She attributes part of this strength to the relationship he has maintained with his Hazen High School football coach, Drew Oliver.
When he was Jordan’s age, Oliver said he dealt with cancer too. Attitude plays a significant role in overcoming the disease, and Jordan has never failed in optimism or strength, he said.
“He’s the fighter, the battler, that’s the only option for him to have,” Oliver said. “That’s the only option for me in talking to him.”
He said he values Jordan as a volunteer coach who can lead the younger kids on the field and through life. The young man has natural aptitude for coaching with high integrity, he said.
“He came out on the first day of practice, and those kids hardly knew him, and he hardly knew them,” Oliver said. “Just the way he approaches his daily life, whether it’s coaching, whether it’s chemo, he is the same genuine, excited, enthusiastic kid.”
Melinda said they try to keep the cancer out of the house as much as possible. However, during his chemotherapy treatment at Seattle Cancer Care Alliance (SCCA), they faced setbacks.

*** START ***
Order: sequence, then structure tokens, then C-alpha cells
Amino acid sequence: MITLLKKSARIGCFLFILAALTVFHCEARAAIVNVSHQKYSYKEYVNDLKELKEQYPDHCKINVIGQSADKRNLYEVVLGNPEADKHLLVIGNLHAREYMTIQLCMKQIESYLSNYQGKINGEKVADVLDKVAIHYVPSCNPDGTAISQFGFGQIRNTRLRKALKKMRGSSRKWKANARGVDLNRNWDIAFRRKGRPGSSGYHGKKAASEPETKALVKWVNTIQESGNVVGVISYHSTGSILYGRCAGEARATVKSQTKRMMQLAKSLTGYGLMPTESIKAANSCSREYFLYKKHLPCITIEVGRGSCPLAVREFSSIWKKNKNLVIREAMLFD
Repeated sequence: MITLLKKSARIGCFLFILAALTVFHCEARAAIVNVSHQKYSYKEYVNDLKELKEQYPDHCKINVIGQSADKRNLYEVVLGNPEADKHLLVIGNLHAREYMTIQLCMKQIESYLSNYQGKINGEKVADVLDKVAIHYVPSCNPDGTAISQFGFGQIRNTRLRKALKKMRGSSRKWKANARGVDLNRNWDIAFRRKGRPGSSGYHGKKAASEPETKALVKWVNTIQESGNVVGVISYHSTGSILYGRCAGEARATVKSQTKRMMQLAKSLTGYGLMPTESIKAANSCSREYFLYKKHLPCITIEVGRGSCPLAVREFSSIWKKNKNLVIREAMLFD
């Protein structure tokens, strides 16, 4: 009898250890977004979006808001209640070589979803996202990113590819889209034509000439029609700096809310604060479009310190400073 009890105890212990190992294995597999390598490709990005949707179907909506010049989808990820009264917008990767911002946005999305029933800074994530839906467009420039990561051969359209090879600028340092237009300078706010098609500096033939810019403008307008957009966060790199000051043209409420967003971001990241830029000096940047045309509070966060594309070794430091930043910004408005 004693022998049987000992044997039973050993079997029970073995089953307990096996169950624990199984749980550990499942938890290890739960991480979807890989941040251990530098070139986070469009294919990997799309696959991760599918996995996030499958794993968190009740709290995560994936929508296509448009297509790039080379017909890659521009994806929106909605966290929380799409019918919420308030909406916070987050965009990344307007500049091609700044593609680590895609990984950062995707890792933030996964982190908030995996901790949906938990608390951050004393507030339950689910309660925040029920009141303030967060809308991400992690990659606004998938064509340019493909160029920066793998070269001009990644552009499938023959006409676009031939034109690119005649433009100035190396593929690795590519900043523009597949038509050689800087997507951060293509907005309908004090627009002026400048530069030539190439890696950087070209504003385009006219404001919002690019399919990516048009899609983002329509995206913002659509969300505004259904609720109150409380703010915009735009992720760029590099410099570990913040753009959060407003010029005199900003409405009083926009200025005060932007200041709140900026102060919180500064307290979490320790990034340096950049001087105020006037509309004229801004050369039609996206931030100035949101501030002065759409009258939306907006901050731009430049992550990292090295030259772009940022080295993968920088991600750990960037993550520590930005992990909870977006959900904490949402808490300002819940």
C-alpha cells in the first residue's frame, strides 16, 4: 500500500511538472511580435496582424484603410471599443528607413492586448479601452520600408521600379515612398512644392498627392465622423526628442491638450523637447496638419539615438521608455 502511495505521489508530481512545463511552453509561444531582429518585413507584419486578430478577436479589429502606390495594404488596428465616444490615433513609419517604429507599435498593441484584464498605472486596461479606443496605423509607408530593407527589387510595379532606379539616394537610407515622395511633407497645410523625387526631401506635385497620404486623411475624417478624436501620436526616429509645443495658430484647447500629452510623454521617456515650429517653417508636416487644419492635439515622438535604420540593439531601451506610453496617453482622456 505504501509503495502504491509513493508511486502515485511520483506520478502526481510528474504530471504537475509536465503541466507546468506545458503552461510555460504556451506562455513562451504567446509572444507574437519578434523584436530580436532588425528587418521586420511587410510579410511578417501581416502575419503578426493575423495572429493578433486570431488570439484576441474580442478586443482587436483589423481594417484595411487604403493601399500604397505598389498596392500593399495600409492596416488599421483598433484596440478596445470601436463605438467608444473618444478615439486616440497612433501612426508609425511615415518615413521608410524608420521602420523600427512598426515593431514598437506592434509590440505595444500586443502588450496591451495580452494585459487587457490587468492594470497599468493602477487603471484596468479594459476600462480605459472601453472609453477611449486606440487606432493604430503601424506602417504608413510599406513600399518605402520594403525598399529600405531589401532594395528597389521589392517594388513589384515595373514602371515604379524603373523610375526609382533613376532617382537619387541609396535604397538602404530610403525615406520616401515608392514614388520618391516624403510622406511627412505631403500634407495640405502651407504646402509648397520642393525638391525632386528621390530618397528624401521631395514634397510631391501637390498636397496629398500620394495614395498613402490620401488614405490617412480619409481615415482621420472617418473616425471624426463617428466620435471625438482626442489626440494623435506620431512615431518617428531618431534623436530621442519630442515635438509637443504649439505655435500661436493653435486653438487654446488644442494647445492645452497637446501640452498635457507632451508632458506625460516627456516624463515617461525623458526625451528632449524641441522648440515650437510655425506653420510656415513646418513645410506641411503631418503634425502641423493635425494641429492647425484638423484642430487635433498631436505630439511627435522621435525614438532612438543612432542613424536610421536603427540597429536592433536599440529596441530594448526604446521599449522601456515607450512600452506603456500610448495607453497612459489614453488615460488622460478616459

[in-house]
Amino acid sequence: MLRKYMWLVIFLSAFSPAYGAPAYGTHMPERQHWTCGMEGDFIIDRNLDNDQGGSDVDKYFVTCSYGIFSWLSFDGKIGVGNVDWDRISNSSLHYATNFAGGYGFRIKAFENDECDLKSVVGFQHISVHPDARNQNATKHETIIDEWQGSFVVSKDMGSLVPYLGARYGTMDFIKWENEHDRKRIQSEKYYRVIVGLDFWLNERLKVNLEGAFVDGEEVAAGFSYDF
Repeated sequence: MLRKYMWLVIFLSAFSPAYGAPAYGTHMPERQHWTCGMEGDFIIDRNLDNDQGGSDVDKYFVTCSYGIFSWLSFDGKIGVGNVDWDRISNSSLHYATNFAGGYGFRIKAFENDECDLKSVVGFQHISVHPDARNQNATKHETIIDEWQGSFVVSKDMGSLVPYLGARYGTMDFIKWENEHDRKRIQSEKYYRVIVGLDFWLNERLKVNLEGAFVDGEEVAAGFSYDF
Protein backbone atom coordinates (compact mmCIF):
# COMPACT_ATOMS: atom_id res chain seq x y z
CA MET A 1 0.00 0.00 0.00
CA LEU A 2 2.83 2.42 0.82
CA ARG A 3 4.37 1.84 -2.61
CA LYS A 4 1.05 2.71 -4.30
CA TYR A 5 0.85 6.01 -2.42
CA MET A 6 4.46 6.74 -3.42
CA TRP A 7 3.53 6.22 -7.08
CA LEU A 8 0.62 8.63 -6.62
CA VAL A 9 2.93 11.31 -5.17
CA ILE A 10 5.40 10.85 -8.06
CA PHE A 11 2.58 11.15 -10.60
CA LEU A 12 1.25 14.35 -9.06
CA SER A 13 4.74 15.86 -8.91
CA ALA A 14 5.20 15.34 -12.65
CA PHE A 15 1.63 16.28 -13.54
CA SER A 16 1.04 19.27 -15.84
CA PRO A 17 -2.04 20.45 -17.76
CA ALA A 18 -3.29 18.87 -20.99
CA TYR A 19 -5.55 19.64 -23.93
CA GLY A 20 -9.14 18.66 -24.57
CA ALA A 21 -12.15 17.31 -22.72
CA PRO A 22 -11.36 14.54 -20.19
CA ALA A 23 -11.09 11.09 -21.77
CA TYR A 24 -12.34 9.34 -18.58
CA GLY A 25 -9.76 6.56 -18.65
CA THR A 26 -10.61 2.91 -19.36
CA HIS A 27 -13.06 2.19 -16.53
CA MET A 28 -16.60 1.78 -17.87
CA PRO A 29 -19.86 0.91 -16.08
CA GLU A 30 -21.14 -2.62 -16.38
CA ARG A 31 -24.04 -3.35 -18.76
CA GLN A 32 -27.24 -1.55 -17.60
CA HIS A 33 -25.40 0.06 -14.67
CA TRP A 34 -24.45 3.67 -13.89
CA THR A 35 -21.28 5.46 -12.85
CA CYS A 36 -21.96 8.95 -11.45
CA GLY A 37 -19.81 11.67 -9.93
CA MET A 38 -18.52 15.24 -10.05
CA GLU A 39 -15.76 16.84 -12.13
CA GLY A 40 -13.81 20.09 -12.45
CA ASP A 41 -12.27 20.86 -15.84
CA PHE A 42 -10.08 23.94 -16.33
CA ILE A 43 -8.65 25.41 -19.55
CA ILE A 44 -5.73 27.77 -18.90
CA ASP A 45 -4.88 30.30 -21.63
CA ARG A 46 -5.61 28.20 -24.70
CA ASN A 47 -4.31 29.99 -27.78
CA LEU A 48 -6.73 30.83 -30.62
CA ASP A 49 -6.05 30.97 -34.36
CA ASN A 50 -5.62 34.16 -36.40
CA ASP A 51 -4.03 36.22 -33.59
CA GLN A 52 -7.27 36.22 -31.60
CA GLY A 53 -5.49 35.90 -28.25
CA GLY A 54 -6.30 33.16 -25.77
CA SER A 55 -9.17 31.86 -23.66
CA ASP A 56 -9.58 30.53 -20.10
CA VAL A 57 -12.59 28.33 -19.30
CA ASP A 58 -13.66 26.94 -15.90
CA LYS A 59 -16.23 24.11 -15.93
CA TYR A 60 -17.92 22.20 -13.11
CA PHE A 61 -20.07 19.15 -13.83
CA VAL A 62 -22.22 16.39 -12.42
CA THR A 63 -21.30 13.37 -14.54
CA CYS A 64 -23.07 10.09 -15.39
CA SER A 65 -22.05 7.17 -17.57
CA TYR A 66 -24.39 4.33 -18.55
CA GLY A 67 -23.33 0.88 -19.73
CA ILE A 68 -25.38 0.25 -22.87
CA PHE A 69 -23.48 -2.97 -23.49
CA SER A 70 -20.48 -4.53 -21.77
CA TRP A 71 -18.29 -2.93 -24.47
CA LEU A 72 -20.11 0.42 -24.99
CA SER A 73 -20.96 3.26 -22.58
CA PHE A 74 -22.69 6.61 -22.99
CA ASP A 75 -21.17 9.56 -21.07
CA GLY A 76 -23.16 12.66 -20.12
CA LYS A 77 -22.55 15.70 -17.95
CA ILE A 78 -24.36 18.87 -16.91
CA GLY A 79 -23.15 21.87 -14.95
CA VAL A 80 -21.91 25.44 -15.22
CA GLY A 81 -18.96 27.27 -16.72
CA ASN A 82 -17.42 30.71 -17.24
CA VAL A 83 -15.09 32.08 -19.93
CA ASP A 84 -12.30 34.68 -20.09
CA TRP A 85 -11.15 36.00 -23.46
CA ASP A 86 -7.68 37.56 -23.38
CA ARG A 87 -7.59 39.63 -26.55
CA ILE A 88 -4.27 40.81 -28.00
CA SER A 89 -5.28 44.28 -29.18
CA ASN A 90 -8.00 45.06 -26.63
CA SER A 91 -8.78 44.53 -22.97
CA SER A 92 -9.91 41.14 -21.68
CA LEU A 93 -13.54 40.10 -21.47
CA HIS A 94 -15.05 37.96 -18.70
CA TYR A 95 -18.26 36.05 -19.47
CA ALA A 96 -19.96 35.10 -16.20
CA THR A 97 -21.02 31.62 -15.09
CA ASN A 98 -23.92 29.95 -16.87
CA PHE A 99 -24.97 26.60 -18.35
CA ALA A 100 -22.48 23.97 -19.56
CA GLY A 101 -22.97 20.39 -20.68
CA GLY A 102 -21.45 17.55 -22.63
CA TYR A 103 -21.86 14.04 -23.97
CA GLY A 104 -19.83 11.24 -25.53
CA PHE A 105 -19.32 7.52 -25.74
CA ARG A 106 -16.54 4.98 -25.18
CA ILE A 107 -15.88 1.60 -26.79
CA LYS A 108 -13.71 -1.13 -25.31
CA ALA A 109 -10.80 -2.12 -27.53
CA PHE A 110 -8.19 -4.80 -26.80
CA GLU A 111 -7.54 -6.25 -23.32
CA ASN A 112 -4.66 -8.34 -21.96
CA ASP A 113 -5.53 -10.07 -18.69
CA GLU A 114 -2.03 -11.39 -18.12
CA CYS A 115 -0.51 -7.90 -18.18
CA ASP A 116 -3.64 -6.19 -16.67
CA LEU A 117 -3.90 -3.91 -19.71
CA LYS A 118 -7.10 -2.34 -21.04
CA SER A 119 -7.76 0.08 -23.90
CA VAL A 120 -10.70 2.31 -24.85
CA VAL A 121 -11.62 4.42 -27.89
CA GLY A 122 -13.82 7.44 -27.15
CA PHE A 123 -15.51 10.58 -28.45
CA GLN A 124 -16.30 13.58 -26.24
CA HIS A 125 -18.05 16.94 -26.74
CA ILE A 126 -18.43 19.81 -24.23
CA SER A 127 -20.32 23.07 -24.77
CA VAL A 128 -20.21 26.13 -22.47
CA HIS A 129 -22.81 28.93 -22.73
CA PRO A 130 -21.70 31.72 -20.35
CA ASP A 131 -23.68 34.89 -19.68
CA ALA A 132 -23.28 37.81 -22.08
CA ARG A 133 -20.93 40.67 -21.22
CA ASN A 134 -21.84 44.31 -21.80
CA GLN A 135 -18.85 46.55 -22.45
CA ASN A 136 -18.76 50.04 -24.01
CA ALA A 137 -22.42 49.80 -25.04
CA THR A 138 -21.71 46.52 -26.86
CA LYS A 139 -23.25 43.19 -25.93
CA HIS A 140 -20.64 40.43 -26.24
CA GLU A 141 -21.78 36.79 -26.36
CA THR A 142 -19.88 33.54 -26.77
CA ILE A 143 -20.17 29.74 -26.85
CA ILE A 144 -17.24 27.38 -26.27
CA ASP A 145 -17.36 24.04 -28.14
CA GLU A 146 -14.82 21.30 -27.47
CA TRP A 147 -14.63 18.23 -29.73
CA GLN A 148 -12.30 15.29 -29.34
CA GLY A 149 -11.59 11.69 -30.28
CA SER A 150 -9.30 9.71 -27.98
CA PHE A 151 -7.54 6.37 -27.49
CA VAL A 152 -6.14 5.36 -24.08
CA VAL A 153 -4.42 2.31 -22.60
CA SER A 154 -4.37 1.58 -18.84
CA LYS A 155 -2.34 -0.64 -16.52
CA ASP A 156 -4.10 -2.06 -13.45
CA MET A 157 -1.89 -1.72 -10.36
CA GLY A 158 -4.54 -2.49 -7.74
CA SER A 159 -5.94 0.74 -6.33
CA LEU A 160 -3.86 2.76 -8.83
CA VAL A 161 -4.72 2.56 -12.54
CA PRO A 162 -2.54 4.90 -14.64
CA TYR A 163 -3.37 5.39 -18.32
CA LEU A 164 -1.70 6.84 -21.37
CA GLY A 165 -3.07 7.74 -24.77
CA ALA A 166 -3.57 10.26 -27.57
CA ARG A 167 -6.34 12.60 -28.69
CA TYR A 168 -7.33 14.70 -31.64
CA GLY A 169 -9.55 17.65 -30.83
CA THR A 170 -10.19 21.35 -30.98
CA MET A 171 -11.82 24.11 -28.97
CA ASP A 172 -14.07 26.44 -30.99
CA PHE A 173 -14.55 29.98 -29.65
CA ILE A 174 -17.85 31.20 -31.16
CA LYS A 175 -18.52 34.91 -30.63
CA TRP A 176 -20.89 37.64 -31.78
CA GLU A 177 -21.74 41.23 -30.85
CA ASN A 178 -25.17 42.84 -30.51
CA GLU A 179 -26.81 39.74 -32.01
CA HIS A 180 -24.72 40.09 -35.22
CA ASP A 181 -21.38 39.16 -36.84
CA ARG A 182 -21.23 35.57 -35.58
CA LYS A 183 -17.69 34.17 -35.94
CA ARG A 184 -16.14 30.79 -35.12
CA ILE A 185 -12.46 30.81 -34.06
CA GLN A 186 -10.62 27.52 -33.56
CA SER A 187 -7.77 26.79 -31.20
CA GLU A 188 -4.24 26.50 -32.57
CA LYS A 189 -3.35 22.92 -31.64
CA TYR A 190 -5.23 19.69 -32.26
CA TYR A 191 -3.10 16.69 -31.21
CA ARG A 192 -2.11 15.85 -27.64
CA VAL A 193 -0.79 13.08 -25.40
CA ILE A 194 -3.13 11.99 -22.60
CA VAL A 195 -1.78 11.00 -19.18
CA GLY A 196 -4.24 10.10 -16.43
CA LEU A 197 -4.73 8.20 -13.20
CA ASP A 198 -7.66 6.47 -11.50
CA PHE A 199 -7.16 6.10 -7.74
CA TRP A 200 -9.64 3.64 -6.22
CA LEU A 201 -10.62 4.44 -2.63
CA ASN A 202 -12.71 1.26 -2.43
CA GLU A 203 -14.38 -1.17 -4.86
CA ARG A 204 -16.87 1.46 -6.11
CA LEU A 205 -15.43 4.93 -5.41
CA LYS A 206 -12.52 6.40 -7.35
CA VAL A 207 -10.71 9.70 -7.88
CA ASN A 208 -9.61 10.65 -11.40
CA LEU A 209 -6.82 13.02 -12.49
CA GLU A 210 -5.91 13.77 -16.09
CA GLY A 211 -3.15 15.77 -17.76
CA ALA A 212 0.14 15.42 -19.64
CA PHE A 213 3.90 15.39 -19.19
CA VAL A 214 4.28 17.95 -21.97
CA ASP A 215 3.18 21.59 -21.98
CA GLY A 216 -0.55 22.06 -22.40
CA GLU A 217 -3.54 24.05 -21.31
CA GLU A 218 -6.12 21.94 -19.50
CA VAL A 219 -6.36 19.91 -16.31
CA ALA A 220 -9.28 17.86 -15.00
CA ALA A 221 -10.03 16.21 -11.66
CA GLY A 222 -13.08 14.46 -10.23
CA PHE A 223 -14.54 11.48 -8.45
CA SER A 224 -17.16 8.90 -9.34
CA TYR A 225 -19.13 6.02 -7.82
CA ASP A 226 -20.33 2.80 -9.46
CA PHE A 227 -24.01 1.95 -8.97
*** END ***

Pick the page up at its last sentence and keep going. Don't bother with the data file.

Jordan remembered his initial surgery to have the port for the chemo injections installed in his chest.
He also remembered the day a flipped fluid line and a blood clot forced its removal.
“I had a sore neck and thought I’d slept on it wrong,” Jordan said. “I felt really shitty from the chemo, and they had to do a general anesthetic. My body felt so bad.”
Stopping chemo, driving back and forth between SCCA and University of Washington Medical Center and having to later relocate a new port, Jordan’s drive toward killing the cancer hiccupped, he said.
However, a week later he jumped back into his routine of treatment. He said he starts injections on Tuesday at 1 p.m. and ends on Thursday at 1 p.m. The chemo drug has a quick half-life, so he has to have a pump connected to his port for 48 hours.
“The first one, I came home that night and was feeling pretty damn sick,” Jordan said. “It’s like your worst hangover ever, like someone has grabbed hold of your stomach and is shaking it up.”
The doctors prescribe anti-nausea drugs, but he said they don’t always help.
“Chemo hasn’t been hard on me. It’s been hard on my body,” Jordan said. “But I’m not going to complain about it.”